Most markets have seen significant erosion in investors' wealth this year
The latest turmoil in the China market has eroded seven per cent or $4.5 trillion-three times the size of the Indian one-from world equities.
This took place in the first five sessions of 2016, the worst-ever start to the year for many markets. The fall in the China markets is on concerns around its economy and weaker outlook. Heightened volatility here-its benchmark indices have dropped a little over six per cent on three occasions this year- has triggered a global risk-off trade, hurting demand for riskier assets.
China's decision to devalue the yuan against the dollar has further spooked investors, sparked a flight of capital and raising worry over a currency war.
China has accounted for around 15 per cent of the erosion in world market capitalisation (m-cap) in 2016. The world's second biggest economy has seen its m-cap drop nearly $1 trillion, to $6.1 trn. The US has seen a $1.6 trn drop in value, with its mcap slipping below $22 trn. The world's largest economy accounts for a little over a third of the global total.
China turmoil wipes $4.5 trillion off global equities in five sessions The fall in the Indian markets has been relatively less, around four per cent, a best-performer among major global markets in 2016. India is the world's ninth biggest in m-cap and has seen its value decline by $56 billion to $1.46 billion.
Experts say further correction in the Indian markets could hinge on the rupee's movement. If China's currency declines further, it would hurt domestic equities.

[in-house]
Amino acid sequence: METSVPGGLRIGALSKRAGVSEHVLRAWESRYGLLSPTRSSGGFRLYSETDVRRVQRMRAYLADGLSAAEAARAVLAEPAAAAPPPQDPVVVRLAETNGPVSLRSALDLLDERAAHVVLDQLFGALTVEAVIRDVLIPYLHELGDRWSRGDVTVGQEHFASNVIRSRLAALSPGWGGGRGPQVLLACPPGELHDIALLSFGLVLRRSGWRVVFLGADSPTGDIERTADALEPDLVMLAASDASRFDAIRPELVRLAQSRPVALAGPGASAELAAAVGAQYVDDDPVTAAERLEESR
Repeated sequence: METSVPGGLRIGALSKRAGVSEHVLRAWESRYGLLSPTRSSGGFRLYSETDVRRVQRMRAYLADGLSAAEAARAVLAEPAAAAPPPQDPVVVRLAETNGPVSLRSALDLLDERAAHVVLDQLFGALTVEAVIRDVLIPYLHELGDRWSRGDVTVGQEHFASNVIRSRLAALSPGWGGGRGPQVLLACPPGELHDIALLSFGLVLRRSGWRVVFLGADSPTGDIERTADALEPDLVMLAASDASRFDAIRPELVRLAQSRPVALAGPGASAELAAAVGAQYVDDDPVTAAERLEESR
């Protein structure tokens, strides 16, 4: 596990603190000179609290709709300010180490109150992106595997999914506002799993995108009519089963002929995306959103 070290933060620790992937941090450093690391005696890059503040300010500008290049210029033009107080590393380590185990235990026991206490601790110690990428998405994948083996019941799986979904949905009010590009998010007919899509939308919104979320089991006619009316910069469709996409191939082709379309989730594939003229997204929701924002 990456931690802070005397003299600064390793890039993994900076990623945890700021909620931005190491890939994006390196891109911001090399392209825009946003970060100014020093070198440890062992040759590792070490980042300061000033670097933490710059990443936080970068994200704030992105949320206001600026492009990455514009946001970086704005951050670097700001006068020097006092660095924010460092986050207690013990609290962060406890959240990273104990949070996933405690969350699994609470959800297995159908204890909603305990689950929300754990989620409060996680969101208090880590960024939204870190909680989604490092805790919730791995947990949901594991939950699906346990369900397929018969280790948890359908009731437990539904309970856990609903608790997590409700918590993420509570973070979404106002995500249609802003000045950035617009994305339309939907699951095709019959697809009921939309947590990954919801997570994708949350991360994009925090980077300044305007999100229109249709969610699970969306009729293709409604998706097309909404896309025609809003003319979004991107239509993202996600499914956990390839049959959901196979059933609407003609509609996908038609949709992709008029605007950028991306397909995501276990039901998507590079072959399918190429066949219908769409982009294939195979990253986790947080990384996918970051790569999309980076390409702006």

"Growth slowdown in China, its shrinking current account surplus and decline in foreign exchange reserves for the first time in over 20 years has flipped around the pressure China faced during 2004-06 to appreciate the yuan.
Fiscal expansion, lowering of policy rates and rebound in money supply growth implies the yuan can weaken further, eventually to 8.0-8.3 against the dollar. Increasing the exchange rate flexibility amid an overvalued currency would aid the depreciation," says Dhananjay Sinha, head of institutional research at Emkay Global Financial Services.
Foreign institutional investors (FIIs) have pulled out a little over $4 bn from the Indian markets since August 2015, when China surprised the world by devaluing its currency by two per cent. So far this year, FIIs have pulled out nearly Rs 3,000 crore (Rs 30 billion) from the Indian market.
"China's slowdown, combined with fear of US Fed rate hikes and price weakness in commodities, led to quite a forgettable year for emerging market investors. Though India has been a partial beneficiary from the commodity rout, it continued to see selling pressure from FIIs," said a Kotak Securities' note.
"Receding global liquidity impacting portfolio flows into India equities is unsurprising. It can continue in 2016," said Sinha.